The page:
First of all... just because you can run fast and play football and have name recognition doesn't make you an automatic leader or thinker of the community. And the "who would've stood with Muhammad Ali" question... just wrong. And this thing about trashing Kobe out of the blue on television... just wtf? Because Kobe was brought up in Italy?
In retrospect, the whole Muhammad Ali anti-war thing seems like a total nonstarter. YES the war was bad and YES standing up against the war was great. But from the present day it's easy to see that the whole event was hijacked by the Black Muslim movement, which now seems like it was an attempt to radicalize minority population groups in our country into religious extremism. (I'd highly recommend the 2012 Joe Frazier HBO documentary by the way). This push toward religious extremism was probably funded from outside the US, and had the effect of hardening racial prejudice and scaring "white" folks in America, by combining foreign religious culture and rhetoric with african-americanism and essentially making the two things seem the same--which they never, ever were. It was like a PR nightmare for african amerianism and probably set the movement back 20 years. This persists to this day (see also: Fox News vs Barack Obama), even though something like 99.9% of black folks in America are Christian or spiritual/other and have never bought in to the radical Farrakhan type of racial rhetoric at all. And post 9/11 public awareness of religious extremism is far greater: America is an increasingly secular nation, and poll after poll shows that people across the board want to move beyond racism toward harmony. Groups that (literally) call themselves "black" or "white", whether they are religious extremist or not, do not help that cause.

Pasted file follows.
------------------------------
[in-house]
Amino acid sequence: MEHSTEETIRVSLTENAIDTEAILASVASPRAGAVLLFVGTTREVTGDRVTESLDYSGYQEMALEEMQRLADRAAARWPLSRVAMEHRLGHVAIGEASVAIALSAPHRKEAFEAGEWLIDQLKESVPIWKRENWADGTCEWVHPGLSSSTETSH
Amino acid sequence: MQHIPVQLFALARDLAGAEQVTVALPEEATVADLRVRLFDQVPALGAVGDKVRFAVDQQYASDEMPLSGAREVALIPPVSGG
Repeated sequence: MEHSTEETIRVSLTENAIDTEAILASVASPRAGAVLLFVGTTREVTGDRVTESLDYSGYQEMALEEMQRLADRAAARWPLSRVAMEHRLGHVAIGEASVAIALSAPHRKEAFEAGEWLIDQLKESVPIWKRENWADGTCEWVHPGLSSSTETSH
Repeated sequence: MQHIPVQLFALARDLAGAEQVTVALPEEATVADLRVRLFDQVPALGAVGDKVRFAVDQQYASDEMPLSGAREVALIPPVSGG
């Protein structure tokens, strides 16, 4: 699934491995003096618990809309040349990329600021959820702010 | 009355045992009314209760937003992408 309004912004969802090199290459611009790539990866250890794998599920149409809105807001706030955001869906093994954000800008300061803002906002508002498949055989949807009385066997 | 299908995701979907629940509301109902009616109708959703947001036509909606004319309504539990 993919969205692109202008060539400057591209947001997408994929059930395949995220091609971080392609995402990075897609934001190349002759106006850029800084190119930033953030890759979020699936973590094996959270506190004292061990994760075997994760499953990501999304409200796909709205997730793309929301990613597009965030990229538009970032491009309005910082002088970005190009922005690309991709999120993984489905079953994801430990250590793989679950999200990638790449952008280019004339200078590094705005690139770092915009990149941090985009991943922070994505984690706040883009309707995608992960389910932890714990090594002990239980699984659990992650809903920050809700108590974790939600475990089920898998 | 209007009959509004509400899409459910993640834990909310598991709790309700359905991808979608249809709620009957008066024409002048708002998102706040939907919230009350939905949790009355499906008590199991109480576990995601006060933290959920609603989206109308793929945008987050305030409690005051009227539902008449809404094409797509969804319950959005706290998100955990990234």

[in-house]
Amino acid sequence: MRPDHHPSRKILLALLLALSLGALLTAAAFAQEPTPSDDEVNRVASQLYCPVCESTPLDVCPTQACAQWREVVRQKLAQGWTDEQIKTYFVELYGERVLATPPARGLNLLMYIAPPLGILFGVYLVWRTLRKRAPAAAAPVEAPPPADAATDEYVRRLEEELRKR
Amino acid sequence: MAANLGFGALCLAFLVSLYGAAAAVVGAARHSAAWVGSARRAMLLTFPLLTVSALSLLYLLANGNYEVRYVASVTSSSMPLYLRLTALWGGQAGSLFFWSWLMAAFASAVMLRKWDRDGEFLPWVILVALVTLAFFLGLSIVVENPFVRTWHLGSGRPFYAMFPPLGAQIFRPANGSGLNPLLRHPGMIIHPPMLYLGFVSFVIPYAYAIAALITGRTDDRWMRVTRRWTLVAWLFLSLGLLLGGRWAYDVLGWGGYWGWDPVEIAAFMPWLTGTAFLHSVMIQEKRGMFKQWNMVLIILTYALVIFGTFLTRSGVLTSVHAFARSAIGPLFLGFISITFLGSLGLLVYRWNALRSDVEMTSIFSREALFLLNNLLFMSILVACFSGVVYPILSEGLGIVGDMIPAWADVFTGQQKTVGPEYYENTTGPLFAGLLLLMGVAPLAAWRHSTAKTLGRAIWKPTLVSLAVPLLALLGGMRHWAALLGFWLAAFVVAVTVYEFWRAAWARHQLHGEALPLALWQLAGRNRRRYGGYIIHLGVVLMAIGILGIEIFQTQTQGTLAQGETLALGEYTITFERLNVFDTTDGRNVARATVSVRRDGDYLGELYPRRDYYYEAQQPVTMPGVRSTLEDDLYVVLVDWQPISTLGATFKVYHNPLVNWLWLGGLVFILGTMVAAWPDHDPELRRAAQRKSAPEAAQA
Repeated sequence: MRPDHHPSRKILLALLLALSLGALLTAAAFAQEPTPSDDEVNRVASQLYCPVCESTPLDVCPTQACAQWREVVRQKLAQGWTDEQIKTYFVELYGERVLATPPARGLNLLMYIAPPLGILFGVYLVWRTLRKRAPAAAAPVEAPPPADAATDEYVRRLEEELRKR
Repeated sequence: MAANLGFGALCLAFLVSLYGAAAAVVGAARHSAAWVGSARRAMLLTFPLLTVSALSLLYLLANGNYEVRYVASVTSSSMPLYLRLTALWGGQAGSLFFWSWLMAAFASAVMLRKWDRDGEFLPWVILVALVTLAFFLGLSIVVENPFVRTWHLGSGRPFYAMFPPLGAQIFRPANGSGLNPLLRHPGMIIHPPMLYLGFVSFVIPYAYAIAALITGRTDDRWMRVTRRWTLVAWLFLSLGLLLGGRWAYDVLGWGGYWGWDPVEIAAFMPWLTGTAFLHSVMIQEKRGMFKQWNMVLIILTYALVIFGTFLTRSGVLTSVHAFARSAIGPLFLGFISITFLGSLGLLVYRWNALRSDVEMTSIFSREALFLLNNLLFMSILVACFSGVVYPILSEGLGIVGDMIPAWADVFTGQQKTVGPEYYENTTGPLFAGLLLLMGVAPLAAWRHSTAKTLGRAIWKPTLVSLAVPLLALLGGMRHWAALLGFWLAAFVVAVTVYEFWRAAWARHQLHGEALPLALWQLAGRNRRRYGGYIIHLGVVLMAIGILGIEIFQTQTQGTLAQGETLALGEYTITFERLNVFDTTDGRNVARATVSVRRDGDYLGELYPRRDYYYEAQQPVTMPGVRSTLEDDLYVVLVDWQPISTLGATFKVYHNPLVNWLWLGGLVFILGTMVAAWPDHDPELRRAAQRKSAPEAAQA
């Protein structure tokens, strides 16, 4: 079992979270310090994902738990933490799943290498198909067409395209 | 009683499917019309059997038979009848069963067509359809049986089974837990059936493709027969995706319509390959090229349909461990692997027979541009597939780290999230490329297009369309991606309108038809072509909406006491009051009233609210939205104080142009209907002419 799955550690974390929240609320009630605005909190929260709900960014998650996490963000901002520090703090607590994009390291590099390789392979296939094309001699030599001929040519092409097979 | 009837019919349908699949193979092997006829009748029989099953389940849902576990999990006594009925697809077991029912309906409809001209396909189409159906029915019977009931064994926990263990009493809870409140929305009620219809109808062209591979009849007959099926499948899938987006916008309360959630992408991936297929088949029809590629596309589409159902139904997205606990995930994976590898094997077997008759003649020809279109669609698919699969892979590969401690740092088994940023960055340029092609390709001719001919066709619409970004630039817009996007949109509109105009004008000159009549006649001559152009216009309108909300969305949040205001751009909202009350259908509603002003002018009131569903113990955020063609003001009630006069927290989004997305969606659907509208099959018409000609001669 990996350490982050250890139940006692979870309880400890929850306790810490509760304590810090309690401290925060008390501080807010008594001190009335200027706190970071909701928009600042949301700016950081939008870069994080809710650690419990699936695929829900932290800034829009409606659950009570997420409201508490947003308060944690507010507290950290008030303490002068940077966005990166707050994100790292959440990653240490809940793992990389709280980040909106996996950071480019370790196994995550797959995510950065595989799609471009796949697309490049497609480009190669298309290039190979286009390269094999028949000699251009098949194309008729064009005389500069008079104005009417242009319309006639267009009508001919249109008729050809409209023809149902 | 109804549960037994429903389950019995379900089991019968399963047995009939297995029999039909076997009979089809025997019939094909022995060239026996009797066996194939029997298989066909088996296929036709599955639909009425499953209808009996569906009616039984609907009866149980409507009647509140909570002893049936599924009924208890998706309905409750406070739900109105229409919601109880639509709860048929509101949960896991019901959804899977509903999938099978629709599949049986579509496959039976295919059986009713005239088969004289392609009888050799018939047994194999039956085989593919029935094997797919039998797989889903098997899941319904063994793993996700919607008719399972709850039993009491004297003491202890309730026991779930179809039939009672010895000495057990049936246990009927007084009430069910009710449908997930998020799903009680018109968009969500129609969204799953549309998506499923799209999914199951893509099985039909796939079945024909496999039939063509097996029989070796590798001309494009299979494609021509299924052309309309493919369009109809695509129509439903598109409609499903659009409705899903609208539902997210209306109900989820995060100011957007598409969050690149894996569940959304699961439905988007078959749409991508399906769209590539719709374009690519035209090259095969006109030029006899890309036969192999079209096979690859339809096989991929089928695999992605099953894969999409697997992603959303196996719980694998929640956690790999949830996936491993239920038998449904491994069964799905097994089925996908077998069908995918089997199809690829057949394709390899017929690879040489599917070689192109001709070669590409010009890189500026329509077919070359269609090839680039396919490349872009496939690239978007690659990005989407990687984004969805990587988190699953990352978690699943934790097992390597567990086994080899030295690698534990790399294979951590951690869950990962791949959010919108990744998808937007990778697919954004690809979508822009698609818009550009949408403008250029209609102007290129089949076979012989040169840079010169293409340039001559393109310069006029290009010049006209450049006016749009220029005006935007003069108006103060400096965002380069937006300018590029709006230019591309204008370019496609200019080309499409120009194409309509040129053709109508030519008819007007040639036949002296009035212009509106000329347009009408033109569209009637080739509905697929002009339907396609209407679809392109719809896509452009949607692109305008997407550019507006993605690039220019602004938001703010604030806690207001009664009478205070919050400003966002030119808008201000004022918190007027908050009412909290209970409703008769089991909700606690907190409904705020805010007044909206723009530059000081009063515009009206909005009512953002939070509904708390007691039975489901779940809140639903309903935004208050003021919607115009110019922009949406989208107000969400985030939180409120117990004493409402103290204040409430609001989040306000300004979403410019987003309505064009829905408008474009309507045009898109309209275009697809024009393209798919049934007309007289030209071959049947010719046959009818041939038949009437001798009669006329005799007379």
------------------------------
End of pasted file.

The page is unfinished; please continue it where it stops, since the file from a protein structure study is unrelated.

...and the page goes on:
I mean just imagine if instead of Muhammad Ali, it had been Cassius Clay lining up in the tradition of Martin Luther King to speak out for racial equality and for ending the war in Viet Nam. The war might've ended years earlier, and racial harmony might've been far closer at hand in America; instead the media moment was hijacked by a bunch of mean looking guys in bow ties and black suits and dark glasses staring at every body violently and saying mean angry words things and threatening American culture with everything from foreign religious doctrines to race war, to the separation of the races and to outright revolution.
And for Jim Brown to now, in 2013, invoke all that kind of fumbling foolishness and hostile racial imagery and try to question anybody's manhood or Americanism on the basis of whether or not they would've stood behind Muhammad Ali... *ugh* really?
I think Jim Brown is a good actor and I like his movies, however he is WAY off base with these recent comments. If he is truly the awesome alpha male father figure that he seems to be representing then he owes it to himself to think all these issues through more deeply and to clarify his views for his followers or admirers, so that we can move past racism and racial distrust or divisions in America.